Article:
In the early 1990s, Greg Hall (Goose Island’s former brewmaster and founder of Virtue Cider) wanted to make something unique to commemorate the brewery’s 1,000th batch of beer. There was only one problem: He had no idea what to brew.

“We were asked to participate in a beer, bourbon, and cigar dinner in South Bend, Indiana, so I went,” recalls Greg. “I got to sit right next to Booker Noe…now, that doesn’t happen every day. Booker had been the Master Distiller at Jim Beam for a long, long time. We talked all night long about beer and bourbon. By the end of the night, I had managed to get six bourbon barrels from him.”

These barrels were layered with the earthy funk of oak, smoke, and spices of the spirit they once housed. “I got back to the brewery and said, ‘Okay, we are going to make the biggest Imperial Stout we can, put it in bourbon barrels, sit back, and see what happens.’ ”

“I went all in and stuffed more malt into the tank than I had ever done before. This thing fermented so fast, in a couple of days. At that point, I wasn’t sure if that was a good thing or not.”

Chicago’s dynamic weather conditions—those bone-cold winters and beer-worthy summers—turned out to be the perfect barrel-aging environment. Weather fluctuations caused the wood to expand and contract, pushing the beer into the pores of the wood and back out again. “When the stout finally came out of the bourbon barrels, we knew this was a whole different type of beer,” Greg says.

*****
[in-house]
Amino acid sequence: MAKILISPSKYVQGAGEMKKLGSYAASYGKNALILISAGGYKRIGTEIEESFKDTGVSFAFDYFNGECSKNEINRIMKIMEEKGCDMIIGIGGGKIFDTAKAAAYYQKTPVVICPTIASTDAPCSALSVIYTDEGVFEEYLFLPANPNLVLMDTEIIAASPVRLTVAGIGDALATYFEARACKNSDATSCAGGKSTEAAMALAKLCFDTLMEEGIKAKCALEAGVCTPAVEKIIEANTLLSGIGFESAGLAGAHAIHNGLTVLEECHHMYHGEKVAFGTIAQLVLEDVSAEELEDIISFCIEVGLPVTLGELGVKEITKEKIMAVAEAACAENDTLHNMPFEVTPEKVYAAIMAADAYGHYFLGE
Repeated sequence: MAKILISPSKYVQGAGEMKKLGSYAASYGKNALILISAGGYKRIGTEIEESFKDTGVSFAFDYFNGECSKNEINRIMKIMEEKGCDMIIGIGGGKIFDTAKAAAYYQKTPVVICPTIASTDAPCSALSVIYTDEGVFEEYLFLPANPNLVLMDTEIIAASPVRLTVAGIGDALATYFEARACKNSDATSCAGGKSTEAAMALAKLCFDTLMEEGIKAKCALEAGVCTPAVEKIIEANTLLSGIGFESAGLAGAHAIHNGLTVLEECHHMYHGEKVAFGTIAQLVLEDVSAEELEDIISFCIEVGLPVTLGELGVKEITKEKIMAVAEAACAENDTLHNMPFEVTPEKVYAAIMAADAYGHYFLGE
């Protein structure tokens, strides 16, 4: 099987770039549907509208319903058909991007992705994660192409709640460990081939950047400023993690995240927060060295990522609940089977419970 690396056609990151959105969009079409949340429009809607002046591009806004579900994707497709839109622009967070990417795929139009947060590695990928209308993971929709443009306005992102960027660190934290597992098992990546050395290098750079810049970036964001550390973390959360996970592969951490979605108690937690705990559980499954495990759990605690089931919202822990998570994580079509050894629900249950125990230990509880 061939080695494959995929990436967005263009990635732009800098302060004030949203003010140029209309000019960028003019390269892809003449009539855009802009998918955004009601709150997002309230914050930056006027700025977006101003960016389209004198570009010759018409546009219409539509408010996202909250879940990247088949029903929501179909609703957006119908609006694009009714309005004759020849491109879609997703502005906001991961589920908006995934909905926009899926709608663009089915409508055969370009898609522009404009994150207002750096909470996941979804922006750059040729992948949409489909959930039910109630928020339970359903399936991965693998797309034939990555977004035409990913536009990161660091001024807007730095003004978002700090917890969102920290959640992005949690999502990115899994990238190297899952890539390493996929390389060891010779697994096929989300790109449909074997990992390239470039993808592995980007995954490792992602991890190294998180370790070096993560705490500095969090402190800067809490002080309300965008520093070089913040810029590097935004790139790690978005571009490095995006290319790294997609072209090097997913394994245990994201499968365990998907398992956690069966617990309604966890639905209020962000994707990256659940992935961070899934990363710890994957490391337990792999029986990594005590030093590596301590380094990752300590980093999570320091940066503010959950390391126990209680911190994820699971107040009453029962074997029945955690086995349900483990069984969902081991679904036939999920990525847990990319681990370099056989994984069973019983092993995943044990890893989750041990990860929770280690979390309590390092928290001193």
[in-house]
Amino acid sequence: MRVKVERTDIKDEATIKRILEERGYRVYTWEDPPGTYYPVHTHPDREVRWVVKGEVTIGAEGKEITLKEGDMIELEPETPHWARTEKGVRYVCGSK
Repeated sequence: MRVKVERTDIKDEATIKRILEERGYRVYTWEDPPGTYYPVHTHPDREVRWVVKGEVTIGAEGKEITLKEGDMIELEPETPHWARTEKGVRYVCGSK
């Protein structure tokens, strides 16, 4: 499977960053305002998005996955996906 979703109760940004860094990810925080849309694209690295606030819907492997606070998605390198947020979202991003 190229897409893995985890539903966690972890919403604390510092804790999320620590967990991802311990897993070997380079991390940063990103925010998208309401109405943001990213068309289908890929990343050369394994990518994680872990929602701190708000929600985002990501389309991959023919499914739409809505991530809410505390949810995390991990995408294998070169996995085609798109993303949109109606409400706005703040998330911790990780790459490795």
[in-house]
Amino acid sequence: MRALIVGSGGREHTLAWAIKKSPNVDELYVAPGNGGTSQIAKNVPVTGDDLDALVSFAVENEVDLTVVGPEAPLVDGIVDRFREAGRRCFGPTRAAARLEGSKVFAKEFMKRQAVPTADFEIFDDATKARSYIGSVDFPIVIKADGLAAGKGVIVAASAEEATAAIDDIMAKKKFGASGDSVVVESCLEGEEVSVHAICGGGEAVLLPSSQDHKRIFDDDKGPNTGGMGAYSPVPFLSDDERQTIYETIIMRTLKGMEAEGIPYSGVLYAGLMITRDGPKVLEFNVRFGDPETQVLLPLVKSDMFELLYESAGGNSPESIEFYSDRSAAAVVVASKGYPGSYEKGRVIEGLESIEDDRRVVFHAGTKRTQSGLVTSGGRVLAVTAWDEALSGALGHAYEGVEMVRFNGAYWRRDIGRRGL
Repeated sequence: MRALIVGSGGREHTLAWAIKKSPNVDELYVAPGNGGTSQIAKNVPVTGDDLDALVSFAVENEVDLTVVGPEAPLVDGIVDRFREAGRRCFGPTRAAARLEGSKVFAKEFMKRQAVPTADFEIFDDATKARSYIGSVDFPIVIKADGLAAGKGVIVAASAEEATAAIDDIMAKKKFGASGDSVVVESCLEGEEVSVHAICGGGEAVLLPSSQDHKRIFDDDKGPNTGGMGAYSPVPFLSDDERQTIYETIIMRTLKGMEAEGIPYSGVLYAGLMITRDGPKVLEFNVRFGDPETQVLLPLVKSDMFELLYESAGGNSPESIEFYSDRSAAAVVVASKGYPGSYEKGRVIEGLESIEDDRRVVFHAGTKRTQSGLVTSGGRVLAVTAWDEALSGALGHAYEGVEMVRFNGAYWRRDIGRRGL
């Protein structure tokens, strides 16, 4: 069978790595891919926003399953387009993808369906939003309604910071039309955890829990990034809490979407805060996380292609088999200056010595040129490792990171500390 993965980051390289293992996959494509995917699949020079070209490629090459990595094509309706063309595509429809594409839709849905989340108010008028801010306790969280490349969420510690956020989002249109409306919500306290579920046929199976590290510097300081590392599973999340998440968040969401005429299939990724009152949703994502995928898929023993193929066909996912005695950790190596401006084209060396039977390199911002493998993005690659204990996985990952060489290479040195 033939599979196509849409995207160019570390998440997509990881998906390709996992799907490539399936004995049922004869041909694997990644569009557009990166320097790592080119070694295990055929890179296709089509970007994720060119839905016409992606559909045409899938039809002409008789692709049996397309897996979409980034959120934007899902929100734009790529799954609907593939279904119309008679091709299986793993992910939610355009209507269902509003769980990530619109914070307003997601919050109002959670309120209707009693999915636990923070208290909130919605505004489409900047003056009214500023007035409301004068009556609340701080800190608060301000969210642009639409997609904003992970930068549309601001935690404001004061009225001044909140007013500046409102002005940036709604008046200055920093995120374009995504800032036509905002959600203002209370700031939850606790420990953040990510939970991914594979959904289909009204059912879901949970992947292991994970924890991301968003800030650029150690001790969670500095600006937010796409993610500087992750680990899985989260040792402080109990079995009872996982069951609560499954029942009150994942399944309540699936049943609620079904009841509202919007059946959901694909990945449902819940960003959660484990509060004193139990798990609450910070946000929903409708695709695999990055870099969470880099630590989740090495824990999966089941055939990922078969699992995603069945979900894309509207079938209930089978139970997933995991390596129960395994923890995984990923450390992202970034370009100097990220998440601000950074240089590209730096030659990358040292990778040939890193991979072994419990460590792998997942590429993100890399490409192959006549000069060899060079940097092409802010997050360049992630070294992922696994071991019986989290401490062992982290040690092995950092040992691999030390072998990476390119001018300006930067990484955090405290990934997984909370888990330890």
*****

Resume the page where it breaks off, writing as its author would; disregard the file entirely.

“Nobody had ever made a [commercial] beer like it.” He bottled and submitted the inaugural Bourbon County Brand Stout in the category of Imperial Stout at the Great American Beer Festival. “We got disqualified.”

“This beer that we’d just been messing around with for our 1,000th batch was too big, too strong, and too bourbon-y and barrel-y for what the beer judges expected. But then everyone else at the GABF couldn’t stop talking about it. The character, the complexity, the flavors and aromas—people weren’t used to experiencing these kinds of things in a beer.”